18 Facts About Wessex


Wessex became a Christian kingdom after Cenwalh was baptised and was expanded under his rule.

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Wessex was invaded by the Danes in 871, and Alfred was compelled to pay them to leave.

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The Romans, or rather the Romano-British, built another major road that integrated Wessex, running eastwards from Exeter through Dorchester to Winchester and Silchester and on to London.

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Wessex spent his exile in East Anglia, and was converted to Christianity there.

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Wessex established a second bishopric at Winchester, while the one at Dorchester was abandoned as Mercian power pushed southwards.

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Wessex's reign ended in 688 when he abdicated and went on pilgrimage to Rome where he was baptised by Pope Sergius I and died soon afterwards.

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Wessex's successor was Ine, who claimed to be a descendant of Cerdic through Ceawlin, but again through a long-separated line of descent.

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Wessex issued the oldest surviving English code of laws apart from those of the kingdom of Kent, and established a second West Saxon bishopric at Sherborne, covering the area west of Selwood Forest, which formed an important boundary between east and west Wessex.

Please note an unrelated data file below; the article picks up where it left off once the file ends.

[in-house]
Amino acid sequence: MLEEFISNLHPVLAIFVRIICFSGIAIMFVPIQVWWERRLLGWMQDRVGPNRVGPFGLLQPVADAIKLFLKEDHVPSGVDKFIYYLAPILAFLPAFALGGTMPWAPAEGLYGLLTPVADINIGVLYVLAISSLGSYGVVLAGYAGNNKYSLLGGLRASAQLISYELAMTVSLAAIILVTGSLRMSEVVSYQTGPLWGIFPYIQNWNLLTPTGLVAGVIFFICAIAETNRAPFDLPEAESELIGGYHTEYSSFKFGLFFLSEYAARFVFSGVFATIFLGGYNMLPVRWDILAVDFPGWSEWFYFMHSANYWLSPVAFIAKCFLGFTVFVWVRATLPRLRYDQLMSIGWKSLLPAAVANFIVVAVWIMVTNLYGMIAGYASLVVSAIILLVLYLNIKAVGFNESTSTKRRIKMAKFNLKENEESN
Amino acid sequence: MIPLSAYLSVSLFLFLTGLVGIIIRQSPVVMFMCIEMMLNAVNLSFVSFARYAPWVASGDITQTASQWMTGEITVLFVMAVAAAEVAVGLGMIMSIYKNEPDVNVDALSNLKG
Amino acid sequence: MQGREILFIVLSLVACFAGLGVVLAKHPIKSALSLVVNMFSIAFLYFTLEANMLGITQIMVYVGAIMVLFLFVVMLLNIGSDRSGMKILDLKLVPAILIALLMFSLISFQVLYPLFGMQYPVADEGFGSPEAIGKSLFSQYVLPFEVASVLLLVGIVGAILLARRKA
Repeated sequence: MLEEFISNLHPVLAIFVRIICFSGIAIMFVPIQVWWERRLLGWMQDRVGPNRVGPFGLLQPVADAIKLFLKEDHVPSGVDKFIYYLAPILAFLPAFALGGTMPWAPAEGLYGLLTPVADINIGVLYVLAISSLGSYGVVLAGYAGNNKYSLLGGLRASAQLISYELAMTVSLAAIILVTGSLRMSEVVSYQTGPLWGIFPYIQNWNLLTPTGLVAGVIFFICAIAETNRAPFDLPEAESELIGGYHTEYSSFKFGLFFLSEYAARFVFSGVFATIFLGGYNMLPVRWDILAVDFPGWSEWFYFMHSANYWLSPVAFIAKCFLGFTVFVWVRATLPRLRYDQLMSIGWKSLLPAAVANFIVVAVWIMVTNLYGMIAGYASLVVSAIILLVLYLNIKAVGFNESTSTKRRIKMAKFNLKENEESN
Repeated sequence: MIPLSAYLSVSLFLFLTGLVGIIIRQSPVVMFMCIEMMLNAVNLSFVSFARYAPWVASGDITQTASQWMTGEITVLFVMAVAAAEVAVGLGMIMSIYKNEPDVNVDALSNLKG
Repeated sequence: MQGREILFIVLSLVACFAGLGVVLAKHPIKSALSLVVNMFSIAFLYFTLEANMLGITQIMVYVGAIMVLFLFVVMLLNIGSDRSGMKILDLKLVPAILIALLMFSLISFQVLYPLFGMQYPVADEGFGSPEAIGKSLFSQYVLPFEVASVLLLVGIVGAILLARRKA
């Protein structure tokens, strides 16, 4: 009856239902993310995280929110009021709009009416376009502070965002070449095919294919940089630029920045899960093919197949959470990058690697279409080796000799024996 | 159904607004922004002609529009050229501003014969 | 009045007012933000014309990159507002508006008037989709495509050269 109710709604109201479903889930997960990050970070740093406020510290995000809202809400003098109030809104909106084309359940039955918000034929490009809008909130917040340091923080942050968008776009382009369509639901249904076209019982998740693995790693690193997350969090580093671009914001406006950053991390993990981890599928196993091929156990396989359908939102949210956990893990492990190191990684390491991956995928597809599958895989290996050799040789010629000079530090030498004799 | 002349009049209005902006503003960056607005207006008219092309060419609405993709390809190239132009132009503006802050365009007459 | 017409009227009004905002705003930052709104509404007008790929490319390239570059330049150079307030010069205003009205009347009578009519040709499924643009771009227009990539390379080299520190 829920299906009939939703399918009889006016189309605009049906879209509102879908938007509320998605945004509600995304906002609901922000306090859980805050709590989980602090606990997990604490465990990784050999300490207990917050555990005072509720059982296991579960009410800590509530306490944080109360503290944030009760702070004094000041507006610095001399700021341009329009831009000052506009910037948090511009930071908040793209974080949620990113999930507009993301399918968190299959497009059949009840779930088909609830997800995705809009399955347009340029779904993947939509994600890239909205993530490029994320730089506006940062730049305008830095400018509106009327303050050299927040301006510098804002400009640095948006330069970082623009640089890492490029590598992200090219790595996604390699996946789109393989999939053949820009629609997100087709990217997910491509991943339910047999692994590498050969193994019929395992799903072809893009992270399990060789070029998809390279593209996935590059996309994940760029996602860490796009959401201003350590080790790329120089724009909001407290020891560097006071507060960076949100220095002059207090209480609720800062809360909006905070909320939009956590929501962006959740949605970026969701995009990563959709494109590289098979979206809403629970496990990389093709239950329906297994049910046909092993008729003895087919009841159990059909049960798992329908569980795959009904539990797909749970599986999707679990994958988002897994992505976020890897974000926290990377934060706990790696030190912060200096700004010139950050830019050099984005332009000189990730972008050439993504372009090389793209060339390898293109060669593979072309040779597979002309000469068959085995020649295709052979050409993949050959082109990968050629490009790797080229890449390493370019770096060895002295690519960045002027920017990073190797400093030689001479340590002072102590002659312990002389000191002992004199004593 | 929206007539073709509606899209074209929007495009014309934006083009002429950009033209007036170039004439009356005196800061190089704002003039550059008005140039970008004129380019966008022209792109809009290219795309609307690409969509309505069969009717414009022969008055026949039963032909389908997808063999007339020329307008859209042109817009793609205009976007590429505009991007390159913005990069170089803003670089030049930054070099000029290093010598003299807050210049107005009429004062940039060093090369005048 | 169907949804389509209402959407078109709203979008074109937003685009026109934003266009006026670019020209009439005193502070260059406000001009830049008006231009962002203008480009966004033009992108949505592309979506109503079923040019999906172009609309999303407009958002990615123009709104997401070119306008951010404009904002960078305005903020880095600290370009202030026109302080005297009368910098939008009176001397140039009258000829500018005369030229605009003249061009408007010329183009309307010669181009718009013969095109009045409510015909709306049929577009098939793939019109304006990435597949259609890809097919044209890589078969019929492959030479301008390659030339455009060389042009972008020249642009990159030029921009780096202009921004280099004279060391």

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In 802 the fortunes of Wessex were transformed by the accession of Egbert who came from a cadet branch of the ruling dynasty that claimed descent from Ine's brother Ingild.

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Wessex thereby became the Bretwalda, or high king of Britain.

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Wessex gathered scholars from around England and elsewhere in Europe to his court, and with their help translated a range of Latin texts into English, doing much of the work personally, and orchestrated the composition of the Anglo-Saxon Chronicle.

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The Kingdom of Wessex had thus been transformed into the Kingdom of England.

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Nevertheless, the association with Wessex was only popularised in the 19th century, most notably through the writings of E A Freeman.

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Two gold Wessex dragons were later granted as supporters to the arms of Dorset County Council in 1950.

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The Territorial Army Wessex Regiment continued to wear the Wessex Brigade badge until the late 1980s when its individual companies too readopted their parent regular regimental cap badges.

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When Sophie, Countess of Wessex was granted arms, the sinister supporter assigned was a blue wyvern, described by the College of Arms as "an heraldic beast which has long been associated with Wessex".

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Hardy's Wessex excluded Gloucestershire and Oxfordshire, but the city of Oxford, which he called "Christminster", was visited as part of Wessex in Jude the Obscure.

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Wessex is the setting for Robert Harris's 2019 novel The Second Sleep, set in a quasi-medieval England after the collapse of modern technological society.

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